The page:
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Miller Starr Regalia Earns Appellate Win For Merced Irrigation District In Water Sale Dispute With Out-Of-District Growers

Related Attorneys: Matthew Henderson
Related Practices: Appellate Advocacy

On Friday, November 18, a three-judge panel of the California Court of Appeal for the Second Appellate District, District Two unanimously affirmed a judgment of the Merced County Superior Court that denied Appellants’ petition for a writ of mandate, which would have required Merced Irrigation District (District) to sell them water.  The published opinion was authored by Presiding Judge Elwood Lui, with Justices Victoria M. Chavez and Brian M. Hoffstadt concurring.

Miller Star Regalia’s Walnut Creek partner Matthew Henderson represented the Merced County Irrigation District in the dispute.

“The 2020 decision denying these petitioners’ claim that the District had a legal obligation to sell them water was incredibly thorough and compelling,” said Henderson. “However, even though their petition seeking an order to compel the District to do so became moot at the end of the 2019 irrigation season, the District welcomed the appellate court’s willingness to consider the merits of this dispute to forestall future disputes of a similar nature.  This decision now puts this matter to rest.”

“The decision helps emphasize the scope of an agency’s discretion in deciding who it will and won’t do business with, so long as it reasonably believes it’s acting in its own best interest.  So while it is somewhat specific to irrigation districts, the potential scope of the decision is much broader.  We were gratified that the trial and appellate courts understood and reaffirmed the District’s autonomy and authority in this area.”

In addition to Miller Starr Regalia’s Matthew Henderson, the District was represented in the appeal by co-counsel Tom Berliner and Jolie-Anne Ansley from Duane Morris.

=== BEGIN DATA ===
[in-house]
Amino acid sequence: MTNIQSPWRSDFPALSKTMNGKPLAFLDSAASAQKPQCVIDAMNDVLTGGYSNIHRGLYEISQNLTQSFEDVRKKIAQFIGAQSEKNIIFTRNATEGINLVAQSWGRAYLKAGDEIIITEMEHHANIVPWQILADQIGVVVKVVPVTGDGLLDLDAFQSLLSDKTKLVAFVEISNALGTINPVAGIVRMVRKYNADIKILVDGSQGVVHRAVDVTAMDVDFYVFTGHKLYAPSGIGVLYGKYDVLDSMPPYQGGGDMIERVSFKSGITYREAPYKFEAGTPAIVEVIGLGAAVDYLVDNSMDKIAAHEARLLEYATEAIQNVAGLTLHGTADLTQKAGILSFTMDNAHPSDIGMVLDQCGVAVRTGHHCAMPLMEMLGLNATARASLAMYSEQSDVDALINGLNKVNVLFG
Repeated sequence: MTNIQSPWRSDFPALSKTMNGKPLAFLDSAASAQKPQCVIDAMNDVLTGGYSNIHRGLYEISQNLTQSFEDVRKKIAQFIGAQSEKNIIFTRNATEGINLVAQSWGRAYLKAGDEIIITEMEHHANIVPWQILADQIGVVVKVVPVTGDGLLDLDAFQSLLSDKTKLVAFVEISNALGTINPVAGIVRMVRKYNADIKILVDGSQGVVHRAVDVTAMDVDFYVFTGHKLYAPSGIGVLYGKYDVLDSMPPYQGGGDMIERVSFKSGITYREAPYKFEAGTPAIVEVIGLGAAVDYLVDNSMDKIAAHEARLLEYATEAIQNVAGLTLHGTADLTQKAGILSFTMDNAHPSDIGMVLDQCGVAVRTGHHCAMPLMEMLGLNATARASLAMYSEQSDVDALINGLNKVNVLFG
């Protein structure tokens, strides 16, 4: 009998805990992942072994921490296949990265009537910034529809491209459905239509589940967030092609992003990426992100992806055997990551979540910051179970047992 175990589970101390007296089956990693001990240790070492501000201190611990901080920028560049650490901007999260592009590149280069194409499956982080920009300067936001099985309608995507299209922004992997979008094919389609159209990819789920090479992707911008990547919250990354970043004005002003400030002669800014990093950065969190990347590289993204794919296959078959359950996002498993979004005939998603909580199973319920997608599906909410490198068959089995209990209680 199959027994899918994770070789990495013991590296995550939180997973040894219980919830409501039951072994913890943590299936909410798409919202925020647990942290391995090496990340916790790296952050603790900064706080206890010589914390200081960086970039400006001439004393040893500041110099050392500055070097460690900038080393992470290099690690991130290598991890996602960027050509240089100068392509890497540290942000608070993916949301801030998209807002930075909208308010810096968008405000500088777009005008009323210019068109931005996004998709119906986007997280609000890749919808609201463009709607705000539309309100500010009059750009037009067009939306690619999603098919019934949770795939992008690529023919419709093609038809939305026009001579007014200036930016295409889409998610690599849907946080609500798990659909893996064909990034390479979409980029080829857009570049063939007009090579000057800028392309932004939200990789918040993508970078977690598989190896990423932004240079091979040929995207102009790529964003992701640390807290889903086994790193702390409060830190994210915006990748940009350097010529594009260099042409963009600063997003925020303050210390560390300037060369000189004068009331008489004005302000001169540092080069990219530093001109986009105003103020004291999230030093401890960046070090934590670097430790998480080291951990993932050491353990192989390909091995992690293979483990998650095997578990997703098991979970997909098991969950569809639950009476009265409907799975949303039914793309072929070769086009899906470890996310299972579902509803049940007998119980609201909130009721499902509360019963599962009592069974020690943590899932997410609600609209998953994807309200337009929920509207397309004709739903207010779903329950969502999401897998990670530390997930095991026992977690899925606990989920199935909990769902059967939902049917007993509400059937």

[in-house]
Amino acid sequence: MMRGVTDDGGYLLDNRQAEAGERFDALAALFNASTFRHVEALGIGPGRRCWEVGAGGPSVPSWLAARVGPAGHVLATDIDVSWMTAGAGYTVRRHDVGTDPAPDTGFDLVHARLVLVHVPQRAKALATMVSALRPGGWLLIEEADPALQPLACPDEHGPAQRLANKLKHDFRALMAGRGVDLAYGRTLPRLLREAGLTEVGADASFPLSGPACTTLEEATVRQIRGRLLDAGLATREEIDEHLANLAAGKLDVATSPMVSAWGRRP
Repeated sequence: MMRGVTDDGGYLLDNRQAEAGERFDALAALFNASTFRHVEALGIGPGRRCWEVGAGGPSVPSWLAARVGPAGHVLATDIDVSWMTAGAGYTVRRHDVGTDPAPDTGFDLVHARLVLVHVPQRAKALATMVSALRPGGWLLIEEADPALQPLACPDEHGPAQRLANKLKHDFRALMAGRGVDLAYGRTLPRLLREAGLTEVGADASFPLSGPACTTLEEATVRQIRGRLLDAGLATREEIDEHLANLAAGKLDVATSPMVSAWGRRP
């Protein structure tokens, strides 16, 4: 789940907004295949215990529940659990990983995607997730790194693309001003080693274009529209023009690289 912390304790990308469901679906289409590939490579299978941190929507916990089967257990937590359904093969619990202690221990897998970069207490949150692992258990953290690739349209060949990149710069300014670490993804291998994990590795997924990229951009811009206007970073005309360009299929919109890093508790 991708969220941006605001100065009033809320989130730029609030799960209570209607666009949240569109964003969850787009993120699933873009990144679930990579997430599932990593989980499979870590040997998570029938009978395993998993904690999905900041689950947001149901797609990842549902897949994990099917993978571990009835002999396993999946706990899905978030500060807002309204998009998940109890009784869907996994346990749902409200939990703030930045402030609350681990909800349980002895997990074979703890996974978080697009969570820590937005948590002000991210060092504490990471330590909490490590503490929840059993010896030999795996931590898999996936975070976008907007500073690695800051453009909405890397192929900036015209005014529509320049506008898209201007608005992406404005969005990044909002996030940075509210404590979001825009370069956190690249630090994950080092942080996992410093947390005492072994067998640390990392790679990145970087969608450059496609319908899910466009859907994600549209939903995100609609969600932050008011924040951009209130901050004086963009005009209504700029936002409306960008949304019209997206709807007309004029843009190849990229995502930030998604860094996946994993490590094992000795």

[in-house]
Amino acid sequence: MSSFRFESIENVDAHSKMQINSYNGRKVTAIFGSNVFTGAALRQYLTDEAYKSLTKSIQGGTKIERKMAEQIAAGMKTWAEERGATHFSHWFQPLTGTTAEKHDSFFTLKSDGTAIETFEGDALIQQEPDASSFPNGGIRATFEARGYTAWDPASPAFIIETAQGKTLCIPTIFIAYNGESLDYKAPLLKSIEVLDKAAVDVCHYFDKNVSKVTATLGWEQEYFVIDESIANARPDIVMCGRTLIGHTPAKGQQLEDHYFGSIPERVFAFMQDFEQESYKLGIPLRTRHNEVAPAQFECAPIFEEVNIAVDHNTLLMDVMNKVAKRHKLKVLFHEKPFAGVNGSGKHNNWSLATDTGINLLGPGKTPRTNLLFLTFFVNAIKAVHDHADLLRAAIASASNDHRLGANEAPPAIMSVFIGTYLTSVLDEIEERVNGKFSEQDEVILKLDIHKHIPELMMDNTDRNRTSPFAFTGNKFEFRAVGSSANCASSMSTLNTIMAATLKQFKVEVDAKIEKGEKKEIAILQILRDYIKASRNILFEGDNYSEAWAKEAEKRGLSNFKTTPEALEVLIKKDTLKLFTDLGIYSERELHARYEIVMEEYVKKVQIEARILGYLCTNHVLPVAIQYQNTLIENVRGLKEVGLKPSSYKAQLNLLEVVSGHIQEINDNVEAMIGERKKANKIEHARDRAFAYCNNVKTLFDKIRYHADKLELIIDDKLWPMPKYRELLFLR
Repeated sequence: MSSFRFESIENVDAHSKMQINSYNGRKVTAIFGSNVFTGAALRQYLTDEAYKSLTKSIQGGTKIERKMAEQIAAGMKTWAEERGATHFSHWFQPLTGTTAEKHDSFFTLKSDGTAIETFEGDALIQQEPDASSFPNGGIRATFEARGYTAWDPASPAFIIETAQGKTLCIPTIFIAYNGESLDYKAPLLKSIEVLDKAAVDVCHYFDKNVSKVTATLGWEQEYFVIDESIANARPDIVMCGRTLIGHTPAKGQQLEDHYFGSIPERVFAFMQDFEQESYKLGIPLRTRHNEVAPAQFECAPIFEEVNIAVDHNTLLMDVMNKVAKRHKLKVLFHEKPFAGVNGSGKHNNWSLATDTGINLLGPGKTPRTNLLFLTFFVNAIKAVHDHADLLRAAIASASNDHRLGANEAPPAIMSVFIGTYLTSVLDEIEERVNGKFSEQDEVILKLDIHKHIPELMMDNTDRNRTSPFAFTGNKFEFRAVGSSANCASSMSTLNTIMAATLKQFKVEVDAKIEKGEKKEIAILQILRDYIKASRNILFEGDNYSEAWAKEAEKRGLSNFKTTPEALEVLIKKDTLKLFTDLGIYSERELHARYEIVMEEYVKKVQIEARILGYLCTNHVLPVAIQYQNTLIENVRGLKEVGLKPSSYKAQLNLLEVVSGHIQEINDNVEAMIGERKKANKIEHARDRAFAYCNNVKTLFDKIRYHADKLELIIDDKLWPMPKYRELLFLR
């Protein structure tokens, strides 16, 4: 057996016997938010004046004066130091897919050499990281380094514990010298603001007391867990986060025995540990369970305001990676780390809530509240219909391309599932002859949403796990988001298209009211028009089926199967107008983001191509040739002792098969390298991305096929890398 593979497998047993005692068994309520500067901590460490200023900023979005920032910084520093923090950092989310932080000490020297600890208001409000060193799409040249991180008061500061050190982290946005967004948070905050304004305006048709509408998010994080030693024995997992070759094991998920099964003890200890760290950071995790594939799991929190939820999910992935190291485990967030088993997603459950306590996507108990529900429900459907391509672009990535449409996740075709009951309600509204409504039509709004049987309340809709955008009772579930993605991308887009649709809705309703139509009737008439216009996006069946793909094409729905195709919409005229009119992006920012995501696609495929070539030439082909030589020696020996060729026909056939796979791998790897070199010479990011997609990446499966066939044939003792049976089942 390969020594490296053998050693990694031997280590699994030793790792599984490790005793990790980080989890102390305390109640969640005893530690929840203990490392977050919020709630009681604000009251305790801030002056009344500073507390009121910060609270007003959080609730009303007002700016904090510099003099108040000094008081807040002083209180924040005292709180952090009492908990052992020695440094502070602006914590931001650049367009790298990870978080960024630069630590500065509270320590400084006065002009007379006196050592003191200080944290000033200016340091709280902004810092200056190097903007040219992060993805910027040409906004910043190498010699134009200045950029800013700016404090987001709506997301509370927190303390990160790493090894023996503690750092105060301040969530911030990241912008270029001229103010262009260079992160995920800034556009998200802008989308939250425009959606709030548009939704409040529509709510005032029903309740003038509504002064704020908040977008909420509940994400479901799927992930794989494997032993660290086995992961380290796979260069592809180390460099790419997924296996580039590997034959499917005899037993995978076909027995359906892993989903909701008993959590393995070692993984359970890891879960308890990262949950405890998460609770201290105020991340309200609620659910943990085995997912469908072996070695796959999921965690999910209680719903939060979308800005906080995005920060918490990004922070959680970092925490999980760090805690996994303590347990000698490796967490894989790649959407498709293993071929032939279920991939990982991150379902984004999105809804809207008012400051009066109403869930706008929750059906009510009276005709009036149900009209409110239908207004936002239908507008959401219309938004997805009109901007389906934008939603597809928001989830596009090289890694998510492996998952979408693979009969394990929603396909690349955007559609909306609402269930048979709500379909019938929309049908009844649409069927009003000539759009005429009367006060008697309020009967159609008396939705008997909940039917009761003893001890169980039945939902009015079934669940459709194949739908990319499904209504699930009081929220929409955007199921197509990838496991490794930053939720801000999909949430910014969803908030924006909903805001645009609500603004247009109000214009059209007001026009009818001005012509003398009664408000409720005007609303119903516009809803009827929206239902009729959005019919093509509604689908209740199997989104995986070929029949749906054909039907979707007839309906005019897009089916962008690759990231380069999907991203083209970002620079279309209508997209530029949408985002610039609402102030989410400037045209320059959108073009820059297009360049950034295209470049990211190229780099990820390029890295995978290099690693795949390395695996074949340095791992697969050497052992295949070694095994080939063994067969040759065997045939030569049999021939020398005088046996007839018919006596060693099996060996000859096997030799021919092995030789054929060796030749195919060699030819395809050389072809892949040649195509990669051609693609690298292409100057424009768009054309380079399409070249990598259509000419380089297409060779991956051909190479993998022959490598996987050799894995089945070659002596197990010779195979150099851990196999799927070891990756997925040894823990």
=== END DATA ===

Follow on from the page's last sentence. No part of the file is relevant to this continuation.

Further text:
The underlying matter originated when the District authorized the sale of surplus water to out-of-district users in 2019, but denied out-of-district user Bull Field’s application to purchase such water. The District based its decision on the ongoing problems and difficulties in repeated dealings with the petitioners. Substantial evidence was presented at trial supporting the District’s claim.

After an exhaustive review of the evidence, the trial court found that Appellants did not prove the District was legally required to sell them surplus water. The trial court also found the District’s decision to deny the Appellant’s purchase of surplus water was neither arbitrary nor capricious, but based on evidence of prior dealing with the petitioners.

In affirming the judgment, the Court of Appeal also ruled that the trial court did not abuse its discretion in its procedural orders, as Bull Field asserted; that the Appellants did not show on appeal that a writ of mandate should be issued; that the District did not abuse its discretion in declining to sell surplus water to Appellants; and that the District had exercised permissible discretion in deciding not to do business with the Appellants.

The Court of Appeal also rejected the Appellants’ estoppel theory that the two out-of-district users did not have an adequate opportunity to brief the issue, noting that such an argument provided no basis for reversing the trial court’s decision. The justices also ruled the Appellants are responsible for the District’s legal costs for the appeal, making its victory in the matter complete.

The Court of Appeal certified the opinion for publication, recognizing the importance of the decision in the realm of public agency contracts and irrigation district water deliveries.


Jamie Moss
(201) 493-1027


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